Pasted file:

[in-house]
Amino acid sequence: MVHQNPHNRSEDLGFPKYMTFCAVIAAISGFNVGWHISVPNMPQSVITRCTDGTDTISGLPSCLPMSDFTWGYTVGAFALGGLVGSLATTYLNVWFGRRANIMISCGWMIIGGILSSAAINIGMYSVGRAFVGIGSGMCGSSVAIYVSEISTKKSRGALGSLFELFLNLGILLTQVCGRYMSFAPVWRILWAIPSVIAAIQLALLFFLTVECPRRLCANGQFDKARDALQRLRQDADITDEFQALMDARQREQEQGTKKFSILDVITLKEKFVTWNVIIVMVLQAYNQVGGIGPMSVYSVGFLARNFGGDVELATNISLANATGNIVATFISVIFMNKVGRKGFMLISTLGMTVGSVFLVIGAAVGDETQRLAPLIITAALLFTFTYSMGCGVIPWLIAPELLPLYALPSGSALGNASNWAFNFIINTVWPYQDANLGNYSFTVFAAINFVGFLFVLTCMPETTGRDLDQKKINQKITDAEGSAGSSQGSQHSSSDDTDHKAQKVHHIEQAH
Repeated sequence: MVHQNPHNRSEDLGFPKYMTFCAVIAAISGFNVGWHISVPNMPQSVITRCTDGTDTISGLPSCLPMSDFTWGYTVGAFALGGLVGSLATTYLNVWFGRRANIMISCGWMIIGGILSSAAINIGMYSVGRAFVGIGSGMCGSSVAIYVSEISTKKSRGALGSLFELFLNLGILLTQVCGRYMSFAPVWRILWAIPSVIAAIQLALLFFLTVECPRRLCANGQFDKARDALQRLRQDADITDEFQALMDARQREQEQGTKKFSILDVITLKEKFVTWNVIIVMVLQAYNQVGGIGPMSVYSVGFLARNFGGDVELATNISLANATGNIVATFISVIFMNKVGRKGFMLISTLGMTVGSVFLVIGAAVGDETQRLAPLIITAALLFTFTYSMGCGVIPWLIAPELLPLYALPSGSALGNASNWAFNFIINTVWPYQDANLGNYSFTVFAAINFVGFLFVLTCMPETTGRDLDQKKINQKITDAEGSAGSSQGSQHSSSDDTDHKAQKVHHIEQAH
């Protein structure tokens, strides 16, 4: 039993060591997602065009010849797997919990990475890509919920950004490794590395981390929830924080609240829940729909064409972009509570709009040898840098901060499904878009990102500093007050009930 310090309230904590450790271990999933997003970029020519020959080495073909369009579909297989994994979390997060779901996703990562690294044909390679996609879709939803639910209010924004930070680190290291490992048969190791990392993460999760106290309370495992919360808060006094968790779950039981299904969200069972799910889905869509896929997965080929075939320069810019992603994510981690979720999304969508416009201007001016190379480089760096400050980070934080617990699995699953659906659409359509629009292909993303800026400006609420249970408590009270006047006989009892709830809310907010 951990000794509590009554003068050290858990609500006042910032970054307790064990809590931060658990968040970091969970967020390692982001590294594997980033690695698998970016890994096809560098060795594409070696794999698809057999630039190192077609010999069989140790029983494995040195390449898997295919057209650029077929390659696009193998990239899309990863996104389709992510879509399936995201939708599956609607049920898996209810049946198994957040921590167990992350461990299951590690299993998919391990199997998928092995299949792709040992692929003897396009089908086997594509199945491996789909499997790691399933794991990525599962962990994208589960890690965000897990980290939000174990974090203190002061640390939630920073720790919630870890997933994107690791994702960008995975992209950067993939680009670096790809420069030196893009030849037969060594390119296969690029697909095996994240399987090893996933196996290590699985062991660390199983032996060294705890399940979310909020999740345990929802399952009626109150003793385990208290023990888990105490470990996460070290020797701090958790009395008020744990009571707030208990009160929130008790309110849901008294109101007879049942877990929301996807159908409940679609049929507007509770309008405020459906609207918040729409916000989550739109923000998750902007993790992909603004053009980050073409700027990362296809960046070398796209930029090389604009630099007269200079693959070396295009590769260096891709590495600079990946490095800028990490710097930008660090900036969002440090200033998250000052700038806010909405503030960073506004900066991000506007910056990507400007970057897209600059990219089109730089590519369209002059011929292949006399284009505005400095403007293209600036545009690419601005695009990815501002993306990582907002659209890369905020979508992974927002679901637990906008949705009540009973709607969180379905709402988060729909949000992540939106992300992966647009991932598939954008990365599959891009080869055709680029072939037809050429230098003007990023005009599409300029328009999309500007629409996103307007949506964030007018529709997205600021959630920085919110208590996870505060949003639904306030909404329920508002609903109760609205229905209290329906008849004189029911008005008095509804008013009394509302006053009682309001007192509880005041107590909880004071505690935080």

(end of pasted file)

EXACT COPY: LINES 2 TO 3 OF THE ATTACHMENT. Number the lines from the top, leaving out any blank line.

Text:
Amino acid sequence: MVHQNPHNRSEDLGFPKYMTFCAVIAAISGFNVGWHISVPNMPQSVITRCTDGTDTISGLPSCLPMSDFTWGYTVGAFALGGLVGSLATTYLNVWFGRRANIMISCGWMIIGGILSSAAINIGMYSVGRAFVGIGSGMCGSSVAIYVSEISTKKSRGALGSLFELFLNLGILLTQVCGRYMSFAPVWRILWAIPSVIAAIQLALLFFLTVECPRRLCANGQFDKARDALQRLRQDADITDEFQALMDARQREQEQGTKKFSILDVITLKEKFVTWNVIIVMVLQAYNQVGGIGPMSVYSVGFLARNFGGDVELATNISLANATGNIVATFISVIFMNKVGRKGFMLISTLGMTVGSVFLVIGAAVGDETQRLAPLIITAALLFTFTYSMGCGVIPWLIAPELLPLYALPSGSALGNASNWAFNFIINTVWPYQDANLGNYSFTVFAAINFVGFLFVLTCMPETTGRDLDQKKINQKITDAEGSAGSSQGSQHSSSDDTDHKAQKVHHIEQAH
Repeated sequence: MVHQNPHNRSEDLGFPKYMTFCAVIAAISGFNVGWHISVPNMPQSVITRCTDGTDTISGLPSCLPMSDFTWGYTVGAFALGGLVGSLATTYLNVWFGRRANIMISCGWMIIGGILSSAAINIGMYSVGRAFVGIGSGMCGSSVAIYVSEISTKKSRGALGSLFELFLNLGILLTQVCGRYMSFAPVWRILWAIPSVIAAIQLALLFFLTVECPRRLCANGQFDKARDALQRLRQDADITDEFQALMDARQREQEQGTKKFSILDVITLKEKFVTWNVIIVMVLQAYNQVGGIGPMSVYSVGFLARNFGGDVELATNISLANATGNIVATFISVIFMNKVGRKGFMLISTLGMTVGSVFLVIGAAVGDETQRLAPLIITAALLFTFTYSMGCGVIPWLIAPELLPLYALPSGSALGNASNWAFNFIINTVWPYQDANLGNYSFTVFAAINFVGFLFVLTCMPETTGRDLDQKKINQKITDAEGSAGSSQGSQHSSSDDTDHKAQKVHHIEQAH